Time to join him in the garden, where I can finish my tea without multitasking.


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I have more for you soon, but for now, as I focus on trying to revise an article before school starts next week, let me share this with you:

Yesterday on impulse I treated myself to a massage, with someone I didn’t know, who turned out to be an excellent massage therapist. (Her name was Ginette, but we both agreed something like Gina would be more suited for her. Her French father saddled her with the name Ginette Antoinette, but that’s another story.) At the beginning of the massage, I mentioned the R.A. She asked me if I had tried apple cider vinegar. I hadn’t, because in all the web surfing I’d done, I hadn’t seen that particular home remedy come up. (With different words in a search, though, I have since found it.) I chuckled a bit inside, because my 81-year-old dad has been singing the praises of that particular pucker-inducing, anus-tightening nectar for a number of years. Ok, so some old-fashioned cure-all, I thought. Whatever. But, then again, what the hell; my left wrist and random, assorted toe and finger knuckles have been in steady pain for two months now, and especially in the morning.

So after the massage I head over to Whole Foods and finally locate the brand Ginette specified: Bragg’s, because it is unpasteurized and unfiltered, and has “the mother vinegar” in it, whatever that means. (Looking up the mother, it reminds me of the Kombucha mushroom “mama” that makes a “baby” in every new batch of Kombucha tea and is some kind of microcosm of all good in the universe, but is kind of glossy and gross to look at. I went through a bit of a Kombucha phase at 29.) Also, Bragg’s packaging looks like something you’d find at the Ma & Pa store round about the Scopes Trial era. Alchemists and county fairs–that sort of thing.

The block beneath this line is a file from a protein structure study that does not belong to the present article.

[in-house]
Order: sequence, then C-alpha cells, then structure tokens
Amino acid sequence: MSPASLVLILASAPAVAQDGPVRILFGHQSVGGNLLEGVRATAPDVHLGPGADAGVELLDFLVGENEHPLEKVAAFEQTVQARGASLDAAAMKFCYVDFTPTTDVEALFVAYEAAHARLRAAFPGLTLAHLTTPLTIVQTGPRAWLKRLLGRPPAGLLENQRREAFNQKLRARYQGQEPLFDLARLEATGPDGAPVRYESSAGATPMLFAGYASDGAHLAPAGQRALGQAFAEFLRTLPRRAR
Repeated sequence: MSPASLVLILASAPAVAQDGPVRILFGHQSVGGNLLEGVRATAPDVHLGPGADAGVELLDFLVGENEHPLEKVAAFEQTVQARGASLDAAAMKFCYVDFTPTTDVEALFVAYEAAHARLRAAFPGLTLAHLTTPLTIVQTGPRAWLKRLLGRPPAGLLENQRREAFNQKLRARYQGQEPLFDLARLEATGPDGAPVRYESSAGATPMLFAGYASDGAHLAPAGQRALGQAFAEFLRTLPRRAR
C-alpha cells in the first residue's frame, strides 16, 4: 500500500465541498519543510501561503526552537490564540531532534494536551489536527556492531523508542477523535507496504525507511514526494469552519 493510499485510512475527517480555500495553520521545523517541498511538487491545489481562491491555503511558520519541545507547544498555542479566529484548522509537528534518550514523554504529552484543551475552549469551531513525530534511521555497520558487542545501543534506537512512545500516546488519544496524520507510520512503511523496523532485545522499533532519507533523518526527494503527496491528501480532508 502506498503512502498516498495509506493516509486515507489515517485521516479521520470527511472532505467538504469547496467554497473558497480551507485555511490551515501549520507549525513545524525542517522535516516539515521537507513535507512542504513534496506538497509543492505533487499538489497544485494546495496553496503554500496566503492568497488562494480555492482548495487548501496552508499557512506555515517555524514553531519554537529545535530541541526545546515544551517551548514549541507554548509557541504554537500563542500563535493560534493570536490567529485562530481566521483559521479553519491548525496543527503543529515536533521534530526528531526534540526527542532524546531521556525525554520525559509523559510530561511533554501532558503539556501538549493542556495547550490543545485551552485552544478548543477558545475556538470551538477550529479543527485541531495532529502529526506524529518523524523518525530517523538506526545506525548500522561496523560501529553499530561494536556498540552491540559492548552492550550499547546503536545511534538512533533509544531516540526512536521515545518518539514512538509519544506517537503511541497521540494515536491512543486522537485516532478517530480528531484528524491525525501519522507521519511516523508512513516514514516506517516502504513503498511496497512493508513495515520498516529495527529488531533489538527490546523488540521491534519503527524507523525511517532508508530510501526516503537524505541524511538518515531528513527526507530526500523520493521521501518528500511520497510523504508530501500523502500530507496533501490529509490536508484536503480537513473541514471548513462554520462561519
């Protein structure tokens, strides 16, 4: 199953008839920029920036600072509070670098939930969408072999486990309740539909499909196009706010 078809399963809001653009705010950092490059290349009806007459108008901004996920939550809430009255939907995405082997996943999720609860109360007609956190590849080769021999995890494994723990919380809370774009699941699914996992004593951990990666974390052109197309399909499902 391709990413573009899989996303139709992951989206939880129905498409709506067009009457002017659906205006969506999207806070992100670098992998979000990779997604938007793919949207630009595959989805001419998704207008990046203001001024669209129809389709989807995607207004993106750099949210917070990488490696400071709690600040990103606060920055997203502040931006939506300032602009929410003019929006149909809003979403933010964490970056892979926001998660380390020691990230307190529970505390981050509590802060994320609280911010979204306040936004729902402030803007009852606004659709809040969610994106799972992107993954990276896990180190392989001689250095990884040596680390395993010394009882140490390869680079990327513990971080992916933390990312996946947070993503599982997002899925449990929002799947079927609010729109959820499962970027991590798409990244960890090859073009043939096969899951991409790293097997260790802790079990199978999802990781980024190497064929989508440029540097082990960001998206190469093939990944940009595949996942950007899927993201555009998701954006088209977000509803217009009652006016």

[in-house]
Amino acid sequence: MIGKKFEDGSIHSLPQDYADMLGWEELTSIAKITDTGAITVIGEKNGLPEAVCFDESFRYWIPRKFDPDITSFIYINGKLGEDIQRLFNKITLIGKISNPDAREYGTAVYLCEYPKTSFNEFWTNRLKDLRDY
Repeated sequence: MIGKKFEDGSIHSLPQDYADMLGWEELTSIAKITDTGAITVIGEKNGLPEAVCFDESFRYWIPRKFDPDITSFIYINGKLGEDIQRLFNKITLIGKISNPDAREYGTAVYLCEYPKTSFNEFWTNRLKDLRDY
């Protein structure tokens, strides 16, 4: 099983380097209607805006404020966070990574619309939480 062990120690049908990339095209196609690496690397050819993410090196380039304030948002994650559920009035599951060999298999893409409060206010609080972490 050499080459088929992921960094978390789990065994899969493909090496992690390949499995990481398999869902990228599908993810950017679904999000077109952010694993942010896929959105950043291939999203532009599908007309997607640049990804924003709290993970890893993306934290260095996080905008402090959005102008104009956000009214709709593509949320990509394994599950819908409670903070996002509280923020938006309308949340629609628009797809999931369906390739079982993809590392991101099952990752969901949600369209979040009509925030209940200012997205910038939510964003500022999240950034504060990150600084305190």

So last night before a session of therapeutic painting in my basement romper room, I took some big swigs of the ACV, diluted, as suggested, with water and a little honey to make it sufferable. As soon as I tasted it I had this instant flashback of my late grandmother, and had to text my mom to see if there was any empirical reality to that. She confirmed that Grandmamma was a major advocate of ACV for all kinds of health benefits. (Then again, Grandmamma ascribed to the theories that direct sunlight cured just about any wound, and anyone could learn to see without glasses.) Anyway, I drank about half of the glass I poured myself. Maybe with a small vodka and grapefruit soda chaser, while I was at the business of self-medicating.